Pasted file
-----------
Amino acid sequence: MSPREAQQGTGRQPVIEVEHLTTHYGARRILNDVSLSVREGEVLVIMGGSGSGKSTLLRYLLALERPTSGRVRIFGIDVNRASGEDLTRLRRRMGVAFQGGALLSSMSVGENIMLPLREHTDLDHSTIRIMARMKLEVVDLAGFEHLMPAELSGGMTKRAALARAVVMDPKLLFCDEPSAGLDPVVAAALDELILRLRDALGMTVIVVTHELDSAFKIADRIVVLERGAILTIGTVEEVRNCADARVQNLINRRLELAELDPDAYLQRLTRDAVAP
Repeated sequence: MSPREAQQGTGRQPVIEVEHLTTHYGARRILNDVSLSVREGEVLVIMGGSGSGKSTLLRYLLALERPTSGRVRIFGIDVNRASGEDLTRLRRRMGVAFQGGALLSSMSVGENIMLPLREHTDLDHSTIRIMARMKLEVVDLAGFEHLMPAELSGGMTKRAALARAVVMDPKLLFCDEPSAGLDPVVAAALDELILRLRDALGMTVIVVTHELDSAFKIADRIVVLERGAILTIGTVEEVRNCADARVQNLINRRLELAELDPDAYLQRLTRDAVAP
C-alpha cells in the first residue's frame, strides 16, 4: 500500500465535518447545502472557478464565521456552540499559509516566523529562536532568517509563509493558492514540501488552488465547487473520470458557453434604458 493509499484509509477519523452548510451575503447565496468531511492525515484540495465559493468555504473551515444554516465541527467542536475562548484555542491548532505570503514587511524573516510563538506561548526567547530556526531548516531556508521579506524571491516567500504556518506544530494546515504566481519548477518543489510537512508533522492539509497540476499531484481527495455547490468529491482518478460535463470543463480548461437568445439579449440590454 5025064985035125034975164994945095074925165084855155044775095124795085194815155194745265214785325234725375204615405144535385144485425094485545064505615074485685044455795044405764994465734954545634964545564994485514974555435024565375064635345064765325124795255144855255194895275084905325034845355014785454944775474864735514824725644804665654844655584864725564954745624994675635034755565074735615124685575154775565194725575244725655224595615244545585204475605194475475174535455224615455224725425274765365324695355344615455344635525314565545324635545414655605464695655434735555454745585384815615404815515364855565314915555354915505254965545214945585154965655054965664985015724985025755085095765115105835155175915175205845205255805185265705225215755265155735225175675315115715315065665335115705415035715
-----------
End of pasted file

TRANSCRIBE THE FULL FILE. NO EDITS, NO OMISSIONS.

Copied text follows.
Amino acid sequence: MSPREAQQGTGRQPVIEVEHLTTHYGARRILNDVSLSVREGEVLVIMGGSGSGKSTLLRYLLALERPTSGRVRIFGIDVNRASGEDLTRLRRRMGVAFQGGALLSSMSVGENIMLPLREHTDLDHSTIRIMARMKLEVVDLAGFEHLMPAELSGGMTKRAALARAVVMDPKLLFCDEPSAGLDPVVAAALDELILRLRDALGMTVIVVTHELDSAFKIADRIVVLERGAILTIGTVEEVRNCADARVQNLINRRLELAELDPDAYLQRLTRDAVAP
Repeated sequence: MSPREAQQGTGRQPVIEVEHLTTHYGARRILNDVSLSVREGEVLVIMGGSGSGKSTLLRYLLALERPTSGRVRIFGIDVNRASGEDLTRLRRRMGVAFQGGALLSSMSVGENIMLPLREHTDLDHSTIRIMARMKLEVVDLAGFEHLMPAELSGGMTKRAALARAVVMDPKLLFCDEPSAGLDPVVAAALDELILRLRDALGMTVIVVTHELDSAFKIADRIVVLERGAILTIGTVEEVRNCADARVQNLINRRLELAELDPDAYLQRLTRDAVAP
C-alpha cells in the first residue's frame, strides 16, 4: 500500500465535518447545502472557478464565521456552540499559509516566523529562536532568517509563509493558492514540501488552488465547487473520470458557453434604458 493509499484509509477519523452548510451575503447565496468531511492525515484540495465559493468555504473551515444554516465541527467542536475562548484555542491548532505570503514587511524573516510563538506561548526567547530556526531548516531556508521579506524571491516567500504556518506544530494546515504566481519548477518543489510537512508533522492539509497540476499531484481527495455547490468529491482518478460535463470543463480548461437568445439579449440590454 5025064985035125034975164994945095074925165084855155044775095124795085194815155194745265214785325234725375204615405144535385144485425094485545064505615074485685044455795044405764994465734954545634964545564994485514974555435024565375064635345064765325124795255144855255194895275084905325034845355014785454944775474864735514824725644804665654844655584864725564954745624994675635034755565074735615124685575154775565194725575244725655224595615244545585204475605194475475174535455224615455224725425274765365324695355344615455344635525314565545324635545414655605464695655434735555454745585384815615404815515364855565314915555354915505254965545214945585154965655054965664985015724985025755085095765115105835155175915175205845205255805185265705225215755265155735225175675315115715315065665335115705415035715